You’re not really that short.  You’re almost three feet tall.

I love you more than than a thousand people typing a thousand words per minute on a thousand keyboards could write, even if the only words they were writing were “I love you.”

Happy birthday.  And many more.




5 responses to “Monthly Miles Memo #24”

  1. Brook says:

    Stop! You are making me all teary. Such a sweet post, Aprille.

  2. MikeD says:

    I can see the ‘developing sense of humor’ in his expressions–very intelligent, even wry. Get him up on the No Shame stage soon!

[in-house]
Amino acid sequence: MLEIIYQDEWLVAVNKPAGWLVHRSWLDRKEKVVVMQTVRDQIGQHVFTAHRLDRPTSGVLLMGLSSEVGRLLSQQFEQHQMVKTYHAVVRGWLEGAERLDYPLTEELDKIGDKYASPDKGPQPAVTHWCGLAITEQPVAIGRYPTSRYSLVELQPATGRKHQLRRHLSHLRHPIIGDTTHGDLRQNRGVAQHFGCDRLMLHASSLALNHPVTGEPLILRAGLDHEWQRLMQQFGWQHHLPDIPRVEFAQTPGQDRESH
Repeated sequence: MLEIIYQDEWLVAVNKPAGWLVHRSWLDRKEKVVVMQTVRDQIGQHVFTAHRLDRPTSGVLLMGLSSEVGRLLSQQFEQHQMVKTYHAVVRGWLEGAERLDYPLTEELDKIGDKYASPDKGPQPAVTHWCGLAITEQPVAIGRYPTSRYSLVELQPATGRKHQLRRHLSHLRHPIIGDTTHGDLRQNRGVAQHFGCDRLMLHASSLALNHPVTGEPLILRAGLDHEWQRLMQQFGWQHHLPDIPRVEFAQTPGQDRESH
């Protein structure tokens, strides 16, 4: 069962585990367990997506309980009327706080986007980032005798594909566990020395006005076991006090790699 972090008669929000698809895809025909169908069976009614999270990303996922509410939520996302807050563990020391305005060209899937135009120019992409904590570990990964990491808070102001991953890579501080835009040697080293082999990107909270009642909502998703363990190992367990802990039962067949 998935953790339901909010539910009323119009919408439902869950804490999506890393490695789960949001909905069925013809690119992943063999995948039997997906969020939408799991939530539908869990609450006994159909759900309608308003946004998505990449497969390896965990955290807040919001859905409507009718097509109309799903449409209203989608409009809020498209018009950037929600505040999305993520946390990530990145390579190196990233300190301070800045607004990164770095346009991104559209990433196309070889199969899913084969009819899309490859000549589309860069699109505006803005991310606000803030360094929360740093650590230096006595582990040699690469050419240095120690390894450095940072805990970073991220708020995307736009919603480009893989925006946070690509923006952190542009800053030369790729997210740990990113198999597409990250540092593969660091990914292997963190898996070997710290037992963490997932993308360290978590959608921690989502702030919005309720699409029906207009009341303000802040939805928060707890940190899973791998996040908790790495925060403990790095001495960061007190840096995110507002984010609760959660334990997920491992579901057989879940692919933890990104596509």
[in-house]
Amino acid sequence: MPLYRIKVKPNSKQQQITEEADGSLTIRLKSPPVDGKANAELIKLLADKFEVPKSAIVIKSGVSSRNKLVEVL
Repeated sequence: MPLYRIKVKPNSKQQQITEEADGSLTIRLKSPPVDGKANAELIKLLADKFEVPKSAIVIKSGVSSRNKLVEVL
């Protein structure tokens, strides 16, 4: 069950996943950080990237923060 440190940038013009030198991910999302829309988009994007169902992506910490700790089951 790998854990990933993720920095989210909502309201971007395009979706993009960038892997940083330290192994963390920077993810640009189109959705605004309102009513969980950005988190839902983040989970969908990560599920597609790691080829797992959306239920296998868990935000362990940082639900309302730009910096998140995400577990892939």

3. mark says:

    The “Exceptionally bright” checkbox was a test. And not for Miles.

    A boy named Miles swaying like Stevie…his musical fate has been sealed, and in about the best possible way.

    Doesn’t sound like you’re aiming for that super convenient preschool up the street from you. Dunno how sought after it is, but Ava seemed to like it lots.

    Carry on, Miles!

  4. Aprille says:

    Yeah, I actually included a little note with that checkbox saying I figured everybody checked that.

    And yes, it’s the one up the street. Didn’t you have to fill out the outrageous application?

  5. mark says:

    I do recall an outrageous application, but not the exceptional checkbox. I probably wouldn’t have checked it, figuring it’s better to hit a new school as an underdog.